Senior Americans officials have launched an abusive attack on Benjamin Netanyahu, dismissing him as a “chicken s***” in terms suggesting that the rift between the Israeli prime minister and the Obama administration has become unbridgeable.
The withering assessment, voiced by unnamed sources to The Atlantic magazine, follows a spate of disagreements between Israel and the US, its most important ally, that have previously prompted warnings that relations between the two countries are in “crisis”.
While President Barack Obama’s disenchantment with Mr Netanyahu has been well-documented, the contemptuous tone of the latest criticism – suggesting that the Israeli prime minister lacked courage and was focused only on political survival – is unprecedented.
“The thing about Bibi [Mr Netanyahu’s childhood nickname] is, he’s a chicken s***,” one official told The Atlantic’s Jeffery Goldberg, a journalist renowned for having close ties to both Mr Obama and Mr Netanyahu.
“The good thing about Netanyahu is that he’s scared to launch wars. The bad thing about him is that he won’t do anything to reach an accommodation with the Palestinians or with the Sunni Arab states. The only thing he’s interested in is protecting himself from political defeat. He’s not [Yitzhak] Rabin, he’s not [Ariel] Sharon, he’s certainly no [Menachem] Begin [previous Israeli prime ministers]. He’s got no guts.”
Another official dismissed the possibility of Mr Netanyahu ordering military strikes against Iran’s nuclear installations, something the Israeli leader has threatened if the international powers conclude a “bad deal” with Tehran over its uranium enrichment programme, which Israel sees as a threat to its existence.
“It’s too late for him to do anything,” the official said. “Two, three years ago, this was a possibility. But ultimately he couldn’t bring himself to pull the trigger. It was a combination of our pressure and his own unwillingness to do anything dramatic.”
“The feeling now is that Bibi’s bluffing….he’s not Begin at Osirak [the Iraqi nuclear reactor bombed by Israel in 1981].”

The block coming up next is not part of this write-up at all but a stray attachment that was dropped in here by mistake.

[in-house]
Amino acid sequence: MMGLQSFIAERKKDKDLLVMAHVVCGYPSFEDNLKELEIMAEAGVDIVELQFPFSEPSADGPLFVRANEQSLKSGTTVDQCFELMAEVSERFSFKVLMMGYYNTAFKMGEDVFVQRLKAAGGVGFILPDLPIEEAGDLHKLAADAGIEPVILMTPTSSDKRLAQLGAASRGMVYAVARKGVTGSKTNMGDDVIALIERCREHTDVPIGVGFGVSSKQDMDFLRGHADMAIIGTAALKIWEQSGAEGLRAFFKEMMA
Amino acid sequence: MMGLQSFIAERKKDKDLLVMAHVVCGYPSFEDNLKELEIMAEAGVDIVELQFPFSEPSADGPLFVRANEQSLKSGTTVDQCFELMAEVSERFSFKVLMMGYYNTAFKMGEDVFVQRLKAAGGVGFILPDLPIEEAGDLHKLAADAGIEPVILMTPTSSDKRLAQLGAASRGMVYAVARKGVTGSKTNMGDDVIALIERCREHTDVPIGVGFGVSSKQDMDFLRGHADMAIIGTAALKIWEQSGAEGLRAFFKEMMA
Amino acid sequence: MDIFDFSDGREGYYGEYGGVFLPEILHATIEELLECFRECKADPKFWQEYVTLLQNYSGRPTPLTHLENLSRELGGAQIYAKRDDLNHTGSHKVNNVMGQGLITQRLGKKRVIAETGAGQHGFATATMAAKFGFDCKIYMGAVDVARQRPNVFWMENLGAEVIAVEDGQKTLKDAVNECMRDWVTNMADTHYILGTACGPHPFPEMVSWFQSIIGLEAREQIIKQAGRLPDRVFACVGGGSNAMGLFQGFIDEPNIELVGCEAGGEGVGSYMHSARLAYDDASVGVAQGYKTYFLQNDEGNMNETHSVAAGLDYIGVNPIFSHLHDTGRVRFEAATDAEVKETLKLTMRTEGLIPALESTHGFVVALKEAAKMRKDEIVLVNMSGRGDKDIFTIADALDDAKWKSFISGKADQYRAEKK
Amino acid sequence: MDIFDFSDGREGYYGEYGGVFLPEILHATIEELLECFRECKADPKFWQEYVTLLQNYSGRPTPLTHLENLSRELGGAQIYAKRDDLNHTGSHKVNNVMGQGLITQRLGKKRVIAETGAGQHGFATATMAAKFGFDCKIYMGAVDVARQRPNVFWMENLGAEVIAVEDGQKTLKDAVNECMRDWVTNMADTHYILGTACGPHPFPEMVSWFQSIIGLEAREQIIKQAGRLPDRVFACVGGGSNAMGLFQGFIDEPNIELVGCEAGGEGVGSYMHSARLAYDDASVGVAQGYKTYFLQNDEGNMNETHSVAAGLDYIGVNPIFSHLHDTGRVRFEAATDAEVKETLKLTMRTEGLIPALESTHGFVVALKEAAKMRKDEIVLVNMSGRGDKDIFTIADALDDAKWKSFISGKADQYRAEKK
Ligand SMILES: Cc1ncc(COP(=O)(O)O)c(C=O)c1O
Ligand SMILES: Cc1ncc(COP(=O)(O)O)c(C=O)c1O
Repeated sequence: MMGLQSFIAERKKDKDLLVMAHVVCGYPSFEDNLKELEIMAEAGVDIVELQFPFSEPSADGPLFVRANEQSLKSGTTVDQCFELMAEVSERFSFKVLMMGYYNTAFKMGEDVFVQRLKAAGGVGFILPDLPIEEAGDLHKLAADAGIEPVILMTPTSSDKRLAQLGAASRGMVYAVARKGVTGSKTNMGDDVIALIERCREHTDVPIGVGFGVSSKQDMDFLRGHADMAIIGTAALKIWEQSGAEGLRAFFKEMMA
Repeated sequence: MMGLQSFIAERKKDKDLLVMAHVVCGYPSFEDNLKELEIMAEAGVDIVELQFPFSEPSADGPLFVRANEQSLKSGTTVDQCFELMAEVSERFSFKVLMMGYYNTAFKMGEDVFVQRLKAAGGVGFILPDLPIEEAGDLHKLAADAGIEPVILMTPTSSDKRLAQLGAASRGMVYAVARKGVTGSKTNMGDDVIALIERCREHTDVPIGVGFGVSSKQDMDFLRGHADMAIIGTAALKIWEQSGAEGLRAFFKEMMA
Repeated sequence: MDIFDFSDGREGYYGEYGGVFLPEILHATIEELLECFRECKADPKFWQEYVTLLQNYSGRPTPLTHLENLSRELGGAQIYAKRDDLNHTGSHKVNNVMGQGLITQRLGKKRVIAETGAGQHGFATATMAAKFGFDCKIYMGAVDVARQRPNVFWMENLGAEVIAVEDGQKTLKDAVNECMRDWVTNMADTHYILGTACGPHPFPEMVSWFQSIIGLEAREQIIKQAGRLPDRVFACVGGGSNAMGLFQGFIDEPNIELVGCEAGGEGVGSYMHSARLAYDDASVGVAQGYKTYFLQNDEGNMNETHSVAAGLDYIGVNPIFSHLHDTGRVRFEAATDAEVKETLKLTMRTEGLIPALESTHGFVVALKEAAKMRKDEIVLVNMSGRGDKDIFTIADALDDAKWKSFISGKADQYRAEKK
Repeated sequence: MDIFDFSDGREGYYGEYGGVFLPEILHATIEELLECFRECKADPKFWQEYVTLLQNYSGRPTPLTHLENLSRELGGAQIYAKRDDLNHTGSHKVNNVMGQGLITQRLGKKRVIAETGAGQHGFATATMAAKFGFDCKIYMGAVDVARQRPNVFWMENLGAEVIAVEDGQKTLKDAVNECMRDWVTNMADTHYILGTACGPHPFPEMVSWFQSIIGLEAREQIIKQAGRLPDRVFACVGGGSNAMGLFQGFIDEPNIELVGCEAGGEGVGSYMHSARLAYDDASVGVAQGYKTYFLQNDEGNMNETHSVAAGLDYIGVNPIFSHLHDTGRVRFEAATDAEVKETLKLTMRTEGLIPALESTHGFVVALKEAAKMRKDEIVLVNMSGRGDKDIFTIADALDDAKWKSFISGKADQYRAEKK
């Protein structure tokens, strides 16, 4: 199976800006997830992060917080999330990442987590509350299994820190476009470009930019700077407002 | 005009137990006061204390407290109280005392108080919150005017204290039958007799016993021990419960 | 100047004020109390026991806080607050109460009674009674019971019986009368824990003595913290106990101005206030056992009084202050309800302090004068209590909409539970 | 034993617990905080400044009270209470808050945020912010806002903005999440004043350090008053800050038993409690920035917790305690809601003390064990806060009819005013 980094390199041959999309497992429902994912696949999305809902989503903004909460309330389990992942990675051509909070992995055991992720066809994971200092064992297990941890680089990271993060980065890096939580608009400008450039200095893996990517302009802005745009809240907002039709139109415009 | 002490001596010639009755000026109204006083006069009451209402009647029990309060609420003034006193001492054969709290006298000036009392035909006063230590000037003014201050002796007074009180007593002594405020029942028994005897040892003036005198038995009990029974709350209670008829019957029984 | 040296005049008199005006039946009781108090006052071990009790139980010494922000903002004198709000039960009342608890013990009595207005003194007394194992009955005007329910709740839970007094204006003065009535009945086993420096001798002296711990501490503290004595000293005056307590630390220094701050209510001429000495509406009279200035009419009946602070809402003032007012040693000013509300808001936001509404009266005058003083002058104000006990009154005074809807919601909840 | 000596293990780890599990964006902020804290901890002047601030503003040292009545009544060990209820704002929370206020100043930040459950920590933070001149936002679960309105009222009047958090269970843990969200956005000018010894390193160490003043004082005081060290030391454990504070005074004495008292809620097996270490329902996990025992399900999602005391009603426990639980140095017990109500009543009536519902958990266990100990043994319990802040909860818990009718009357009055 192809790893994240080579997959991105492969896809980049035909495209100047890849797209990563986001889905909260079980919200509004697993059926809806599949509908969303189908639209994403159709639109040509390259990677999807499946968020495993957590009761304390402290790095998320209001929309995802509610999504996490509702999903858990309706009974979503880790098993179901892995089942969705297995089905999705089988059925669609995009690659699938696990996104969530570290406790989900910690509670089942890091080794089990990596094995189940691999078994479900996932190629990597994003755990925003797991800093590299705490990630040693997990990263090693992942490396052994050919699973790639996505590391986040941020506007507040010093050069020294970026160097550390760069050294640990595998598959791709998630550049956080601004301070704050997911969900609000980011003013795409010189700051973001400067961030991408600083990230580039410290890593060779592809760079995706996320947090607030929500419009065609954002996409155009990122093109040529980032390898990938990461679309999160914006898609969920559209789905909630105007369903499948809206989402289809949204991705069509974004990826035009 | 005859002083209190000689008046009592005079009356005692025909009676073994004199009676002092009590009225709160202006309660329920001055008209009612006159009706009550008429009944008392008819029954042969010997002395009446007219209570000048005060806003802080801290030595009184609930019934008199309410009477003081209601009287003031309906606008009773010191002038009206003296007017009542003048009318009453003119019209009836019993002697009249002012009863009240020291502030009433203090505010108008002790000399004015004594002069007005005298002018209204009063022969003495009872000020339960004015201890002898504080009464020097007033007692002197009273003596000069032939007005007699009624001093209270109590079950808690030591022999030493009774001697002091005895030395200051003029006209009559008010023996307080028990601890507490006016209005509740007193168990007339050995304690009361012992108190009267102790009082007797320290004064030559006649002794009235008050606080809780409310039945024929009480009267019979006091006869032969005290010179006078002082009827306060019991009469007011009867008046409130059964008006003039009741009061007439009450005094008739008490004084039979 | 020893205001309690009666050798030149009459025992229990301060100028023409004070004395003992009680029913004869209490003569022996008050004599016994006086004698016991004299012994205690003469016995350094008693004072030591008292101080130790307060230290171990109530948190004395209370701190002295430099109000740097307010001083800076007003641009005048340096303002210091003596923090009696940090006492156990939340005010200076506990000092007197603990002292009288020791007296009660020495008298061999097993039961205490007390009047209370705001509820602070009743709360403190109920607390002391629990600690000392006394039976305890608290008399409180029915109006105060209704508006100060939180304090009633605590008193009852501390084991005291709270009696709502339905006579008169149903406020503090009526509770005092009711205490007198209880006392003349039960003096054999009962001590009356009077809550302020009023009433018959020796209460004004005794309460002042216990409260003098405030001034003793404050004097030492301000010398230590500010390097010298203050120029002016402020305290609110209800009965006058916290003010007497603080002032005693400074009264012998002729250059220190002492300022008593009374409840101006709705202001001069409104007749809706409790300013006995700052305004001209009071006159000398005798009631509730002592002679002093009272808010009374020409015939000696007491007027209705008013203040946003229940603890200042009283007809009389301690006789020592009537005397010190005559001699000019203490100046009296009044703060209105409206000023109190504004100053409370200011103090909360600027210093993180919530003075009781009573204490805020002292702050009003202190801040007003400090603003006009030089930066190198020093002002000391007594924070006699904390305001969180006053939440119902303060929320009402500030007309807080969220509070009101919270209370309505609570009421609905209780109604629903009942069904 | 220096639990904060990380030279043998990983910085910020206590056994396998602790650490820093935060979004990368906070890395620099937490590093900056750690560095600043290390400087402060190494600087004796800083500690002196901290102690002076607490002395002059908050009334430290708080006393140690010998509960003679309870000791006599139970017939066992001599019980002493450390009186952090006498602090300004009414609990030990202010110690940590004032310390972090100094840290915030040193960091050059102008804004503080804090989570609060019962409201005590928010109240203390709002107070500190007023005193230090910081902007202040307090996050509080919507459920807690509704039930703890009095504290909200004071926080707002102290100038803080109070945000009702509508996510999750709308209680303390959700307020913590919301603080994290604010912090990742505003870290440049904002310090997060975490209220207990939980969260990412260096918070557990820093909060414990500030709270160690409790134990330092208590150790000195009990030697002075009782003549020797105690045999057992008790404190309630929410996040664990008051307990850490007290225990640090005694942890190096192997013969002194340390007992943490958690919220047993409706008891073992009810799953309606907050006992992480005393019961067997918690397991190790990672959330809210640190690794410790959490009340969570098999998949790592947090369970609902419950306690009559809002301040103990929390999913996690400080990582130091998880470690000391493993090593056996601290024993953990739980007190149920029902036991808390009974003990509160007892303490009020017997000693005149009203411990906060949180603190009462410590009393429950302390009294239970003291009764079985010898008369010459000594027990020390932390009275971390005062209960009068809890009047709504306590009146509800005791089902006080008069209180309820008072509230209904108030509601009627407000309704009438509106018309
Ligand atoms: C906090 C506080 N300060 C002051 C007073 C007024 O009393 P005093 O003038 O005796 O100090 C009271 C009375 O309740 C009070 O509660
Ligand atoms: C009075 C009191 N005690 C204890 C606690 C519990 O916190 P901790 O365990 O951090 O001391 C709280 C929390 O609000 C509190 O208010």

The attacks were condemned by several Israeli cabinet members before Mr Netanyahu – who this week dismissed US and European criticism of plans to expand Jewish settlements in occupied East Jerusalem as “disconnected from reality” – leaped to his own defence.
“Our national interests, topped by security and the unity of Jerusalem, are not what top the interests of those anonymous forces attacking us, and me personally,” he told the Knesset, the Israeli parliament. “I am under attack simply because I am defending the State of Israel. If I didn’t stand firm on our national interests, I would not be under attack.”
The latest spat comes after several top-ranking US officials pointedly snubbed Moshe Ya’alon, the Israeli defence minister and Mr Netanyahu’s close ally, when he visited Washington last week – apparently in revenge for his vocal criticisms of the Obama administration’s policies.
Mr Obama has expressed his frustration with Mr Netanyahu in a previous interview with Mr Goldberg – telling the journalist last year that the Israeli leader was a “political coward” who did not know what was in his country’s best interests.
The personal disagreements between the pair have raised concerns among some Israeli politicians about potential long-term damage to the country’s intimate security relationship with the US.
“The state of Israel has three binding principles,” Reuvin Rivlin, the Israeli president, said on a visit to Poland on Wednesday. “The first is the relationship with the United States. The second is the relationship with the United States. And the third thing, which is last but not least, is the relationship with the United States.”